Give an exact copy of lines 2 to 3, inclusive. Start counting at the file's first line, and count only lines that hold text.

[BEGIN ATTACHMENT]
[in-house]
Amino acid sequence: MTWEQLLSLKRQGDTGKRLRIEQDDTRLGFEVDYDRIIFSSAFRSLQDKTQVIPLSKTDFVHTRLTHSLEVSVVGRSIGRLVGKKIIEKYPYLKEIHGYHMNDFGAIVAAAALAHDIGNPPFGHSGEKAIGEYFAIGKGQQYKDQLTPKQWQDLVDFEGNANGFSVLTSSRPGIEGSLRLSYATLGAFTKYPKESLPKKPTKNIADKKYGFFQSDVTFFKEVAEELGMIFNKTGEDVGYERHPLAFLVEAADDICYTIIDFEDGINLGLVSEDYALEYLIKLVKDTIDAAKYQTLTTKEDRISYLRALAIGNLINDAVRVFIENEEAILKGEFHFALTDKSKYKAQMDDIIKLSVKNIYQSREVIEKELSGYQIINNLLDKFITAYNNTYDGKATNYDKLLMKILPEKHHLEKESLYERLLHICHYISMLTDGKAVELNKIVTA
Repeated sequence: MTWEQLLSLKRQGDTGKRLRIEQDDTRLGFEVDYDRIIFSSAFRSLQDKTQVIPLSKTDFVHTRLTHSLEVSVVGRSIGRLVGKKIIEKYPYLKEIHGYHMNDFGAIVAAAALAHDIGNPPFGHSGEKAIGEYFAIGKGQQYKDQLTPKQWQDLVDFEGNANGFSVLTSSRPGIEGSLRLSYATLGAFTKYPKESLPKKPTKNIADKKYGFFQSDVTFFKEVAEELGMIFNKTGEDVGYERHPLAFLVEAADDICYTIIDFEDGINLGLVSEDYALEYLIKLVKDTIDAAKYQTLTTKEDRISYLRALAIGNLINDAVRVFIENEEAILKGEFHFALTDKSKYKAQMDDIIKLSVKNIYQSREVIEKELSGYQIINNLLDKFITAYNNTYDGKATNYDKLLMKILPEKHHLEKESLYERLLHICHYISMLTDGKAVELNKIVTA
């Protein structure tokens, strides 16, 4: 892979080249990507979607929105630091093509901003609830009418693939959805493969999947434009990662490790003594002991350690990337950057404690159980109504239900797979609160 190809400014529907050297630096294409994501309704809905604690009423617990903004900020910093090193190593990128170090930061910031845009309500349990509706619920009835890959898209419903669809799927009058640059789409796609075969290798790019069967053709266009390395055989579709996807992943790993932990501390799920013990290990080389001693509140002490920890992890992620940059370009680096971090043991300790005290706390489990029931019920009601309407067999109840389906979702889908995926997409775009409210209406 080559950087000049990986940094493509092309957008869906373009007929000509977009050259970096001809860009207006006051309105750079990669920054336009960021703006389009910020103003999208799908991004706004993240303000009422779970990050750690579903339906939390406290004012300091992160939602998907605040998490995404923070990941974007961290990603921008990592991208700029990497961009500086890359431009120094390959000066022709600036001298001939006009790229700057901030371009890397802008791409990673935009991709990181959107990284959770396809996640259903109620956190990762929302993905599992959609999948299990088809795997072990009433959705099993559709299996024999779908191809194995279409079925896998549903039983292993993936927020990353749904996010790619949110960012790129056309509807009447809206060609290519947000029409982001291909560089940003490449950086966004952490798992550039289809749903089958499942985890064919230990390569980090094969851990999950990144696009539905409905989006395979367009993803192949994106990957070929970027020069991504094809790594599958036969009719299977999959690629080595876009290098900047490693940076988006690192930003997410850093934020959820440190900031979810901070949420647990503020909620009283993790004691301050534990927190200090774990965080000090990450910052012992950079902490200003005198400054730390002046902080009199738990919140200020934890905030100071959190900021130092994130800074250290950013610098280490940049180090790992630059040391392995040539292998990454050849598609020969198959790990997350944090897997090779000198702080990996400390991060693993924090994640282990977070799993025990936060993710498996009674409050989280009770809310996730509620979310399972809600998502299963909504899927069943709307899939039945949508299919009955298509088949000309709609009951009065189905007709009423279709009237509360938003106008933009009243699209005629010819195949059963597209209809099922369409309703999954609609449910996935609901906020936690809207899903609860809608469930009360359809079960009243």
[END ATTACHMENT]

Amino acid sequence: MTWEQLLSLKRQGDTGKRLRIEQDDTRLGFEVDYDRIIFSSAFRSLQDKTQVIPLSKTDFVHTRLTHSLEVSVVGRSIGRLVGKKIIEKYPYLKEIHGYHMNDFGAIVAAAALAHDIGNPPFGHSGEKAIGEYFAIGKGQQYKDQLTPKQWQDLVDFEGNANGFSVLTSSRPGIEGSLRLSYATLGAFTKYPKESLPKKPTKNIADKKYGFFQSDVTFFKEVAEELGMIFNKTGEDVGYERHPLAFLVEAADDICYTIIDFEDGINLGLVSEDYALEYLIKLVKDTIDAAKYQTLTTKEDRISYLRALAIGNLINDAVRVFIENEEAILKGEFHFALTDKSKYKAQMDDIIKLSVKNIYQSREVIEKELSGYQIINNLLDKFITAYNNTYDGKATNYDKLLMKILPEKHHLEKESLYERLLHICHYISMLTDGKAVELNKIVTA
Repeated sequence: MTWEQLLSLKRQGDTGKRLRIEQDDTRLGFEVDYDRIIFSSAFRSLQDKTQVIPLSKTDFVHTRLTHSLEVSVVGRSIGRLVGKKIIEKYPYLKEIHGYHMNDFGAIVAAAALAHDIGNPPFGHSGEKAIGEYFAIGKGQQYKDQLTPKQWQDLVDFEGNANGFSVLTSSRPGIEGSLRLSYATLGAFTKYPKESLPKKPTKNIADKKYGFFQSDVTFFKEVAEELGMIFNKTGEDVGYERHPLAFLVEAADDICYTIIDFEDGINLGLVSEDYALEYLIKLVKDTIDAAKYQTLTTKEDRISYLRALAIGNLINDAVRVFIENEEAILKGEFHFALTDKSKYKAQMDDIIKLSVKNIYQSREVIEKELSGYQIINNLLDKFITAYNNTYDGKATNYDKLLMKILPEKHHLEKESLYERLLHICHYISMLTDGKAVELNKIVTA